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If Canada wants to brand itself successfully to the rest of the world, the effort needs to have some teeth.
In his throne speech in March, Prime Minister Stephen Harper glowed, “Canada is poised to emerge from the recession powered by one of the strongest economies in the industrialized world.” Who wouldn’t show a little sparkle when the OECD remarks that Canada’s economy is “rebounding vigorously.” In The Economist last month, an article on Canada effusively praised our country:
“When Stephen Harper, the prime minister, hosts the get-togethers of the G8 and G20 countries next month he will be able to boast to his visitors that his country’s economy is set to perform better than that of any other rich country this year.”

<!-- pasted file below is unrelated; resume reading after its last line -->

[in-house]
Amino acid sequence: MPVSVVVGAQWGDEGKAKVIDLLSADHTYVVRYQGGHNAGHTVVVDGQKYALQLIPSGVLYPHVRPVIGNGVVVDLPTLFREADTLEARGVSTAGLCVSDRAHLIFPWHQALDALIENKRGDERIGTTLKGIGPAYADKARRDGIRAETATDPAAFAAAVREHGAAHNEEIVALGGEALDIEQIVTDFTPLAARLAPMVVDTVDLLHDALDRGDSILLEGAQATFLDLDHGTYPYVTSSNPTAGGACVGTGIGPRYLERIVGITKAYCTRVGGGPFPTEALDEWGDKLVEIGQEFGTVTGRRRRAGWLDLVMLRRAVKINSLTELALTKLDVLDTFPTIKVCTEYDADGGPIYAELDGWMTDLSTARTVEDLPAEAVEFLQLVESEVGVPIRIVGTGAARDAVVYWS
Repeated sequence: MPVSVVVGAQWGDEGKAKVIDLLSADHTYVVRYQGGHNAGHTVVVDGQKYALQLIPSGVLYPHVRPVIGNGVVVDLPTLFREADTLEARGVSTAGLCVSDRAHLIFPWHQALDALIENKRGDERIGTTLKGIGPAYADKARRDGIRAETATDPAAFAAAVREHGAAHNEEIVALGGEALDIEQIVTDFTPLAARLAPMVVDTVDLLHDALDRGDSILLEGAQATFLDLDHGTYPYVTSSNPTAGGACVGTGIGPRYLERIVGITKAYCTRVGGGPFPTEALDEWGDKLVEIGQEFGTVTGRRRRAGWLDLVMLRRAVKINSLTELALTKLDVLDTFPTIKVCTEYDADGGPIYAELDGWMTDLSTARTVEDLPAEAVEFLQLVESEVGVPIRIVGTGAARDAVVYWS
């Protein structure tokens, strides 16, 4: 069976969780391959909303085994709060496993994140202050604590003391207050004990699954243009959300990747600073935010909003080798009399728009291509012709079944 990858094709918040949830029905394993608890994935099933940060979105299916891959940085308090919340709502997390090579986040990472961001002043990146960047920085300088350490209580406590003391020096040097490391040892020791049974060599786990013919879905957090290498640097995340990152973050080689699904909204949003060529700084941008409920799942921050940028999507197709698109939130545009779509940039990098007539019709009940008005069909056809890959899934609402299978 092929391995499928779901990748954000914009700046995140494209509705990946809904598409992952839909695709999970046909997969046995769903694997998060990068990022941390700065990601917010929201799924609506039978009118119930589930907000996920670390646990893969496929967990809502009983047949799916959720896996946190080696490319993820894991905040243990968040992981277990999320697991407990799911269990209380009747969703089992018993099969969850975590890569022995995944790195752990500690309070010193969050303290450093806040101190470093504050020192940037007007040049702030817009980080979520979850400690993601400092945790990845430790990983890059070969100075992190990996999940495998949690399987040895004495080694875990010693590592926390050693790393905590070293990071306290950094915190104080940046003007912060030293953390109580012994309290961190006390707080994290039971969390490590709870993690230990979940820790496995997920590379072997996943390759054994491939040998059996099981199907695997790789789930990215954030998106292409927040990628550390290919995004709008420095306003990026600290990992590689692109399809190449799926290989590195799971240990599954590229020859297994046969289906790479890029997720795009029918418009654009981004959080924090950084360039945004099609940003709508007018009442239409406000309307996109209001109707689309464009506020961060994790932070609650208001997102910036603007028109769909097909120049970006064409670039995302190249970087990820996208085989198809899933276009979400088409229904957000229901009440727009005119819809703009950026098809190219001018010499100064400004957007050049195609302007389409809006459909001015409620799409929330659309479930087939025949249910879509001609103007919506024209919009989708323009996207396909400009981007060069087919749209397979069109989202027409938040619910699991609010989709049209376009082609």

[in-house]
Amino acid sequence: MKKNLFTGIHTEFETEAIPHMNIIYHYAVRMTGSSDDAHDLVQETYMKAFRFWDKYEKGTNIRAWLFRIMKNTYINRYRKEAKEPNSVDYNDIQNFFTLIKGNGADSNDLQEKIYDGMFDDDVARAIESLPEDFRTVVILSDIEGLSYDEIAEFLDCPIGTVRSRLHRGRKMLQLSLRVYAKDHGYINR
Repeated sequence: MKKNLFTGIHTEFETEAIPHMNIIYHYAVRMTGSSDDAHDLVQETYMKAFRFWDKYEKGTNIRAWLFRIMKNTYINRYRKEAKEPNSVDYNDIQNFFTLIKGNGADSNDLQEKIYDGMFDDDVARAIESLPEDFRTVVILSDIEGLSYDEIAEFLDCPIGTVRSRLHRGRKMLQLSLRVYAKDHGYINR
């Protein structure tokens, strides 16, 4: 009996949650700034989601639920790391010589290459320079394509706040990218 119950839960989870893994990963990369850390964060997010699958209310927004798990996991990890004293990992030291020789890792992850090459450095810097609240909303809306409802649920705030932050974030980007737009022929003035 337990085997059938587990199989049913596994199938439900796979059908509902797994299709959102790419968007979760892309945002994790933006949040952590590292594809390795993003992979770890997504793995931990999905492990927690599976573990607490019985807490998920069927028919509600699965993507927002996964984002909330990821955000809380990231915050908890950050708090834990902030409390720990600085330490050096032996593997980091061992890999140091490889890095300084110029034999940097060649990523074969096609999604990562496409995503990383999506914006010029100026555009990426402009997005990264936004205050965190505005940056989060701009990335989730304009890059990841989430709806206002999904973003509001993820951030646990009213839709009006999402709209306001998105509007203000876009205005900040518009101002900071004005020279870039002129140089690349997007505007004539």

Even I tingled a little when reading that. And who wouldn’t? It wasn’t too long ago that Canada’s debt peaked at $563 billion, in 1997. The unemployment rate in Canada often hovered around eight per cent, while in the U.S. the rate was nearer to four per cent. In many ways, Canada was the kid brother allowed to tag along at the G8 (or then G7) summits. So when Toronto hosted the G8 and G20 summits this past weekend, it was a moment for Canada to sit pretty (albeit with a billion-dollar price tag). A leading think tank, the Canadian International Council, recently got into the act promoting our new role with its Strategy for a Networked Age. The Mark even published a series of articles called”Brand Canada” to accentuate the current sexiness of our country. Yes, it is time for a campaign to brand Canada, particularly in a hyper-competitive global economy. Yet this effort needs to have teeth, be fully adopted by our government, and truly respond to the world around us. SEE THE REST OF THE ARTICLE (CLICK)